Films that No-One Else Will See

By Michael Eaton

marc-karlin.jpg
Last Man Left
originally started as an attempt to impose a fictional framing device upon a series of hitherto unused out-takes from twenty-five years of the Lusia archive. It included, inter alia, material that Marc shot in Paris in 1968; images of his beloved Blythburgh church, where Cromwell’s cavalry stabled their horses and peppered with buckshot the medieval angels carved into the roof, and a sequence never used in the Nicaragua films, of print workers in Managua trying to put up a huge revolutionary banner on the side of a skyscraper in high winds. This, in particular, seemed to me like a metaphor for so much of Marc’s life and labour: all that communal and good-humoured effort required to convey a message which nobody will ever have a chance to see because the elements will immediately shred it.

The story we came up with was of an old man returning to England to die after thirty years working as an agronomist in the developing world, and his eventual realisation that he must reconcile himself with the family he had abandoned by always putting his work first. It was largely set in Milton Keynes, a place which fascinated Marc not only because of its proximity to Bletchley Park, where the Enigma code was cracked, but because it was an invented place whose name seemed to derive from his favourite poet and Britain’s most famous economist – definitely a town whose boulevards I would never have had to pound had it not been for Karlin. And, oh yes, it was a musical – though maybe not one Rogers and Hammerstein would have recognised, in spite of my best efforts.

The Milton project was, of course, his life’s work, and I was very happy to help him realise it. He originally said that he wanted to work with me because I understood the structure of a story. But whenever I tried to turn his thoughts into some sort of coherent narrative, he would axiomatically rebel. He subsequently said that he wanted to continue to work with me because I might turn his abstract concepts into concrete English. But naturally he resisted whenever I tried.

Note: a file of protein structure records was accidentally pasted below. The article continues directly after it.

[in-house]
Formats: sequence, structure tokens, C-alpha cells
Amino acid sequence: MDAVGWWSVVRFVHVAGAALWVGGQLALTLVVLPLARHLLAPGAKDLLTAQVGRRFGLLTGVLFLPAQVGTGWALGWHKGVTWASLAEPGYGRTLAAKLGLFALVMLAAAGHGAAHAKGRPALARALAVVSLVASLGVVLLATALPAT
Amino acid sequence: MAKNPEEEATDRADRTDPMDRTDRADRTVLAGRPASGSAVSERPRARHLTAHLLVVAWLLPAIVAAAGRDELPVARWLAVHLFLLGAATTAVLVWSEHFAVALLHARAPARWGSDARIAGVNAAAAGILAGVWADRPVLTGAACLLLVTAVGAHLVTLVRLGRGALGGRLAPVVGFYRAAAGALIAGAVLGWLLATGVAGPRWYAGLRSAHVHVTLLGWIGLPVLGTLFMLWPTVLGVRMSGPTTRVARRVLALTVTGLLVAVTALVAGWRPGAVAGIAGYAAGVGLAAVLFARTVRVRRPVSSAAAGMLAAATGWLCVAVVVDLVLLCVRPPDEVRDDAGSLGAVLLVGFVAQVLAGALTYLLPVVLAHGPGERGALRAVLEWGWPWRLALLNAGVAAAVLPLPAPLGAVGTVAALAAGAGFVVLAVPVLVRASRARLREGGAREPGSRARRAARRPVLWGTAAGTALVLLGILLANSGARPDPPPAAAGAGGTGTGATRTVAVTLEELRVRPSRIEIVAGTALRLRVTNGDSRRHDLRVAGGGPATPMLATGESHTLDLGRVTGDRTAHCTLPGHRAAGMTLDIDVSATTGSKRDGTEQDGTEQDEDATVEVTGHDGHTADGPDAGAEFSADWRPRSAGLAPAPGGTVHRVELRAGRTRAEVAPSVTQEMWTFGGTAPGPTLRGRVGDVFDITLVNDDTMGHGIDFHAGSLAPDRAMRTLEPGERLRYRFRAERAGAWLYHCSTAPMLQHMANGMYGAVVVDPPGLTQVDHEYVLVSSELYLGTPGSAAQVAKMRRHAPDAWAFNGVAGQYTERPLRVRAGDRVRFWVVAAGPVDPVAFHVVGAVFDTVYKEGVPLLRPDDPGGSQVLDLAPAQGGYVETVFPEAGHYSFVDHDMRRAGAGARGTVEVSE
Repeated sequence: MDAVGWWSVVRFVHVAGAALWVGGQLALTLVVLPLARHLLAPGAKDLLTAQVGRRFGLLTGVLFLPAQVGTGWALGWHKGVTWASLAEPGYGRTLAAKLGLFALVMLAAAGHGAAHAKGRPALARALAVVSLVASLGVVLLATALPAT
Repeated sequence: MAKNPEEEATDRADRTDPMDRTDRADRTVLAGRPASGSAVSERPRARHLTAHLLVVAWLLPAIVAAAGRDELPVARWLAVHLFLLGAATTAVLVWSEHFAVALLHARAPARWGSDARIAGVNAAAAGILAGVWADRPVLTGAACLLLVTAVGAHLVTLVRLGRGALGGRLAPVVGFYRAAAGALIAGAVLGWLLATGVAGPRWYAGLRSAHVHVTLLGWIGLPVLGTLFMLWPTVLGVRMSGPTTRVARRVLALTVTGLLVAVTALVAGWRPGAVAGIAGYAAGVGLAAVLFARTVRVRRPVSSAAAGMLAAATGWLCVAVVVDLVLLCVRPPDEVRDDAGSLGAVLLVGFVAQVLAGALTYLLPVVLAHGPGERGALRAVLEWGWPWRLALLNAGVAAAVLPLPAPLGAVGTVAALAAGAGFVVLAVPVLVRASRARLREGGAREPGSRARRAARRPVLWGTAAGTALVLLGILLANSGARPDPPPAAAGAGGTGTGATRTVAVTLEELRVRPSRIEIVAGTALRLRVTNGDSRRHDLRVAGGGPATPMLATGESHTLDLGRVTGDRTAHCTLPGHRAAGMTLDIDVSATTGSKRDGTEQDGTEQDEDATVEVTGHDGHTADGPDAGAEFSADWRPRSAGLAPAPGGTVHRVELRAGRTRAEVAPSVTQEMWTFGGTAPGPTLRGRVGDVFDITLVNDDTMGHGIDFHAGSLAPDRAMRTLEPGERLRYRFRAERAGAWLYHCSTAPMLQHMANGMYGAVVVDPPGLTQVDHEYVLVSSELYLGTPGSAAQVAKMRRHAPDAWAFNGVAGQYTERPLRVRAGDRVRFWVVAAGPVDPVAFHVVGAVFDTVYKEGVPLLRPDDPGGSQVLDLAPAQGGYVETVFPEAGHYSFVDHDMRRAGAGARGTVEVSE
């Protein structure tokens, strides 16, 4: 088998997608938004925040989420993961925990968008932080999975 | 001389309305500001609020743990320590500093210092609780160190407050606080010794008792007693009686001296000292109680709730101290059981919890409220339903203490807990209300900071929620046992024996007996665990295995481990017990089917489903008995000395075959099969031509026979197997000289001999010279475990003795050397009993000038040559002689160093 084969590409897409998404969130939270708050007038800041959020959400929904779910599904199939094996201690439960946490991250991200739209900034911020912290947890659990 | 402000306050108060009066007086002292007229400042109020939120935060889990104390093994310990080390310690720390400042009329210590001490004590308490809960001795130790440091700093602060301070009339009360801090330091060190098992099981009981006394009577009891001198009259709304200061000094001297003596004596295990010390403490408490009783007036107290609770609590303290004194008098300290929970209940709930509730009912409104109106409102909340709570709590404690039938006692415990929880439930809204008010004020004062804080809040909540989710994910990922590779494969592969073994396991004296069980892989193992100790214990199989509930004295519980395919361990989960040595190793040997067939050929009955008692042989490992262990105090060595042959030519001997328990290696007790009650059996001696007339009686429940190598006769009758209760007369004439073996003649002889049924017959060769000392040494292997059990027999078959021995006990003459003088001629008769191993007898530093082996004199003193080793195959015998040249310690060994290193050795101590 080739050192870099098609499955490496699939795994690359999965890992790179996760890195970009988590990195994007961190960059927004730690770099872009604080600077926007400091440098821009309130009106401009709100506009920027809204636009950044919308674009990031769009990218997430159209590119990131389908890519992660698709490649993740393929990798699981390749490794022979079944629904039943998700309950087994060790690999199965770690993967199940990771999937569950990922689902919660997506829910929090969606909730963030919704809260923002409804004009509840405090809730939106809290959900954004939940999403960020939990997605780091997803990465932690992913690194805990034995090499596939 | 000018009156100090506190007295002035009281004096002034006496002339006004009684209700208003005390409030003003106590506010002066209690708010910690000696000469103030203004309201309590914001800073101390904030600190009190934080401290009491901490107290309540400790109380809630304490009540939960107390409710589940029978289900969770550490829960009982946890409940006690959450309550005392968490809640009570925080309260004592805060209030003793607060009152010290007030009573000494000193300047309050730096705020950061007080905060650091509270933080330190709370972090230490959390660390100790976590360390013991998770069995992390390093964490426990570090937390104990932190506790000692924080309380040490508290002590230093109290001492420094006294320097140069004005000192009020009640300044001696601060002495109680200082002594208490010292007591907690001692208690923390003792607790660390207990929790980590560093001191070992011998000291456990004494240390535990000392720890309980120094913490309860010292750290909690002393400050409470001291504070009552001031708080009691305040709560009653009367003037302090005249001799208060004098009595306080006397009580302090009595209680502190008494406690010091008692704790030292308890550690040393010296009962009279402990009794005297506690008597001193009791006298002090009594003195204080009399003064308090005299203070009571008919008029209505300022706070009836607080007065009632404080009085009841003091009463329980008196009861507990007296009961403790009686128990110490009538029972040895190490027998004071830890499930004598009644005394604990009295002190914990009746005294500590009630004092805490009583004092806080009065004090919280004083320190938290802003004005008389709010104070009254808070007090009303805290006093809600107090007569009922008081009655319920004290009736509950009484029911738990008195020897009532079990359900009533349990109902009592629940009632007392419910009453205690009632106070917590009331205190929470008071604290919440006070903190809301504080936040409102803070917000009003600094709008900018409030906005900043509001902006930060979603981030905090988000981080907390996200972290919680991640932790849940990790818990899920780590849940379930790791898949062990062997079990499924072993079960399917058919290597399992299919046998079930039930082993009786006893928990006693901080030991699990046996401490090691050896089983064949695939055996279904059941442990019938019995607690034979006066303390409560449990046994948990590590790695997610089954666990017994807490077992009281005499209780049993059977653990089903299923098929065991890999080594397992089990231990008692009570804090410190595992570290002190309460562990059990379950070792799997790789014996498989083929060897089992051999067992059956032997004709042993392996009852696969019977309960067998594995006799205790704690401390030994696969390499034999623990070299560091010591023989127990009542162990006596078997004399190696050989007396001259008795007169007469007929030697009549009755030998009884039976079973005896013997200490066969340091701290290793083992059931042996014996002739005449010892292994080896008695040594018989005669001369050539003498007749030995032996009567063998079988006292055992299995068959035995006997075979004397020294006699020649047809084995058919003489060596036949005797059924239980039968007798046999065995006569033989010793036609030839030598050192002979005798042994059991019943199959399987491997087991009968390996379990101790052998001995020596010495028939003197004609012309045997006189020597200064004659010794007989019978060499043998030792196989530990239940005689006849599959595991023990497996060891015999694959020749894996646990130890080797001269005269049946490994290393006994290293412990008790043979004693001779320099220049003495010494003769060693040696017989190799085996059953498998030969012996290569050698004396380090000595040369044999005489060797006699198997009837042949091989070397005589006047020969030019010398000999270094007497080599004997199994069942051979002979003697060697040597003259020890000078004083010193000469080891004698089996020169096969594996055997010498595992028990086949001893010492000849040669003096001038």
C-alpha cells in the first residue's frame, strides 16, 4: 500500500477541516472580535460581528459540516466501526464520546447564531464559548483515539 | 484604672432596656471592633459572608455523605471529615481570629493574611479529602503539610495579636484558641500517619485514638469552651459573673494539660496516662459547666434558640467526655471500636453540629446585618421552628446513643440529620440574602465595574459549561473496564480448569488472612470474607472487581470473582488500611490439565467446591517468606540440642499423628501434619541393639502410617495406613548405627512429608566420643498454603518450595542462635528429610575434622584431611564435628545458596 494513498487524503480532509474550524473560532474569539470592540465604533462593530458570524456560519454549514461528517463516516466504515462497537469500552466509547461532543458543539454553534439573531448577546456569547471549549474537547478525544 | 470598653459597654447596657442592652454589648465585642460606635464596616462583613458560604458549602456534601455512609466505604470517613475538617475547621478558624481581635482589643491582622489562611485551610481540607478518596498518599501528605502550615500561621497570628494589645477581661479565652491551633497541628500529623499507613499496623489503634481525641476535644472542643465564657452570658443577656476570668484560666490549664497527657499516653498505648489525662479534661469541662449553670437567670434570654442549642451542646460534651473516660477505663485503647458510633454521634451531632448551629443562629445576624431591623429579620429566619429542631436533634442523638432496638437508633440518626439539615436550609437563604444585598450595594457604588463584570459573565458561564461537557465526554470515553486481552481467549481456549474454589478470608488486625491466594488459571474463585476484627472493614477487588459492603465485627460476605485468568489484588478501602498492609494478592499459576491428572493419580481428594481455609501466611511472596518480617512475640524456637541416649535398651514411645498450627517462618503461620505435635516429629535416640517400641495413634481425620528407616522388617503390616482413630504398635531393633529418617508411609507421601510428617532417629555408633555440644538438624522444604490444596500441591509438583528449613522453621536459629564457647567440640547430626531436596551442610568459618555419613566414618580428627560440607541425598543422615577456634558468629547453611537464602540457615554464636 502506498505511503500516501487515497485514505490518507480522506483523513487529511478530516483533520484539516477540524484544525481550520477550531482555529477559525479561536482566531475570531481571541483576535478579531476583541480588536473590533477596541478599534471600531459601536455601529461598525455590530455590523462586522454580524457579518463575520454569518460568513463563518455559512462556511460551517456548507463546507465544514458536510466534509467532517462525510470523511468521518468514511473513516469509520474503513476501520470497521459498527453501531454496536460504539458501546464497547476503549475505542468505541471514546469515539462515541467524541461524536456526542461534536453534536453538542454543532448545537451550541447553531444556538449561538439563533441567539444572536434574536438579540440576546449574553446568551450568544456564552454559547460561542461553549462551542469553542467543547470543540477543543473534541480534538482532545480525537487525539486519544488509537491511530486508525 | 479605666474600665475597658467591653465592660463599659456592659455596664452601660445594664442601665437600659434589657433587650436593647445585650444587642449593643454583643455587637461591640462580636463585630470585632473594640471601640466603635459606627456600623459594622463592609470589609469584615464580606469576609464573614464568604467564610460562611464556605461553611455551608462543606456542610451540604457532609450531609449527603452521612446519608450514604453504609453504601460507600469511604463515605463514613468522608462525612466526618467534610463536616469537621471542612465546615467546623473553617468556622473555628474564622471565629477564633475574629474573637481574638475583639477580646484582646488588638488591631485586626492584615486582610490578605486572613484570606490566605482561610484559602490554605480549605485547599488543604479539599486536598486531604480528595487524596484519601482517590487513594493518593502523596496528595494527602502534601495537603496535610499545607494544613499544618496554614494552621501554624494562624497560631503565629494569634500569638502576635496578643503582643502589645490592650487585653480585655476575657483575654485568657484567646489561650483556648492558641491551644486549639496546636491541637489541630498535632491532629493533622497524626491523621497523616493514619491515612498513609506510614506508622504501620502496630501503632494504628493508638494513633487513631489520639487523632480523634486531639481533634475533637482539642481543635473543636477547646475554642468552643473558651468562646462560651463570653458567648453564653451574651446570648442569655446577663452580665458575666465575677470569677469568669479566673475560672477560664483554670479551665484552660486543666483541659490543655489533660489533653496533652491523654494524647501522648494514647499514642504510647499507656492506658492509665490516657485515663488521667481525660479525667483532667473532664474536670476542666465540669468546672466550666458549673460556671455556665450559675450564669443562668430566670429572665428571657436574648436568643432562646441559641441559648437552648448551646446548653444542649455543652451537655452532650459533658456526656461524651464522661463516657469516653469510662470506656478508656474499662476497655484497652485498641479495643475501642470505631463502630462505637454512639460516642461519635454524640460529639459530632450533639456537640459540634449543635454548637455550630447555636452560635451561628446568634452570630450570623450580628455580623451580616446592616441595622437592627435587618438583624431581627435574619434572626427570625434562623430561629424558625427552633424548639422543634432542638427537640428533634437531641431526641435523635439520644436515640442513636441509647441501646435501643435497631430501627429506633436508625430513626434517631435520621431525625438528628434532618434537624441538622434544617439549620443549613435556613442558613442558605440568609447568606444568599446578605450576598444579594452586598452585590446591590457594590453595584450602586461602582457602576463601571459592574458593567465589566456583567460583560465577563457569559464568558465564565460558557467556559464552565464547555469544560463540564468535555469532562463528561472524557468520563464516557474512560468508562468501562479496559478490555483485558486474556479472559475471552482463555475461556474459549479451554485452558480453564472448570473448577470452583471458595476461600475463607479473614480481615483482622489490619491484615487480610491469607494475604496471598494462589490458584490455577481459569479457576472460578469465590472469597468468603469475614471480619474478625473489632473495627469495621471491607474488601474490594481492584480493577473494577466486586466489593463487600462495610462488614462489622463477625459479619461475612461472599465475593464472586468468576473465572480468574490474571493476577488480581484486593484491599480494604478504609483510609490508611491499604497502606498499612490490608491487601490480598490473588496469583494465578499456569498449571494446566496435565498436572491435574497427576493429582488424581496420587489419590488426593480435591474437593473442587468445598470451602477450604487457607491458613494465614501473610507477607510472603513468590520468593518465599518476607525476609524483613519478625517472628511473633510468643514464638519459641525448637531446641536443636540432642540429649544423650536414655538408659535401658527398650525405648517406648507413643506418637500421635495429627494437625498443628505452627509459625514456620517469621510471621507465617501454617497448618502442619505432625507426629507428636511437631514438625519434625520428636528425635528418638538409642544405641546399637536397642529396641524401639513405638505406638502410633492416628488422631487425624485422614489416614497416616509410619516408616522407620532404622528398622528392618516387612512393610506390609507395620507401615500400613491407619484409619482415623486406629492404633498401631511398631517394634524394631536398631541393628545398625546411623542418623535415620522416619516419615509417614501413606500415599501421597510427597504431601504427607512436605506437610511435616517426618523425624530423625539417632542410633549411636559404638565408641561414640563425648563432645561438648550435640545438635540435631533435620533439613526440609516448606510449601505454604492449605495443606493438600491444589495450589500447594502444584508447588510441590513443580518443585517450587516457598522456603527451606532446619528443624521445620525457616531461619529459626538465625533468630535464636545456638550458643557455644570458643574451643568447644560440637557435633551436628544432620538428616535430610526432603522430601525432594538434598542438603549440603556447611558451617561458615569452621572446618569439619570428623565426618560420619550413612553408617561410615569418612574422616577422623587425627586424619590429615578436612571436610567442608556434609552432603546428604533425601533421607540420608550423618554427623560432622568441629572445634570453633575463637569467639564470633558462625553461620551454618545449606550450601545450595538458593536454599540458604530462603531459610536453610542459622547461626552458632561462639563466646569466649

This is about another old man, who has been bitten by Milton, infected by the revolutionary poet’s complex desire to justify the cruel and paradoxical ways of God to naive and wayward man. The story is about this man’s subterfuge in initiating a young man, an out of work actor, into his scheme, passing on his life’s work before the actor even realises the infection has been passed on.

The project came so close to realisation. Whatever happens to it now, at least Marc had made a video sketch of the first half of the film with himself playing the old man and my friend Sean Harris playing the Actor. When they met there was an instant, rebarbatively mutual attraction – they had both been trained at the Drama Centre, and could immediately sniff out this perverse commonality. It would, I believe, have been Marc’s most wonderful film.

My work and Marc’s work seem fundamentally different, but we respected each other’s imagination precisely because we were so contrary. Our mutual appreciation was always clearly beyond dispute but, obviously, never beyond argument. I always thought that one day we would do something together that the world would see, that would tangibly exist outside our imaginations, and which would be so weird and so crazy that it would even shock us for having done it.

I still cannot believe that will never happen.


Michael Eaton writes films, and about them.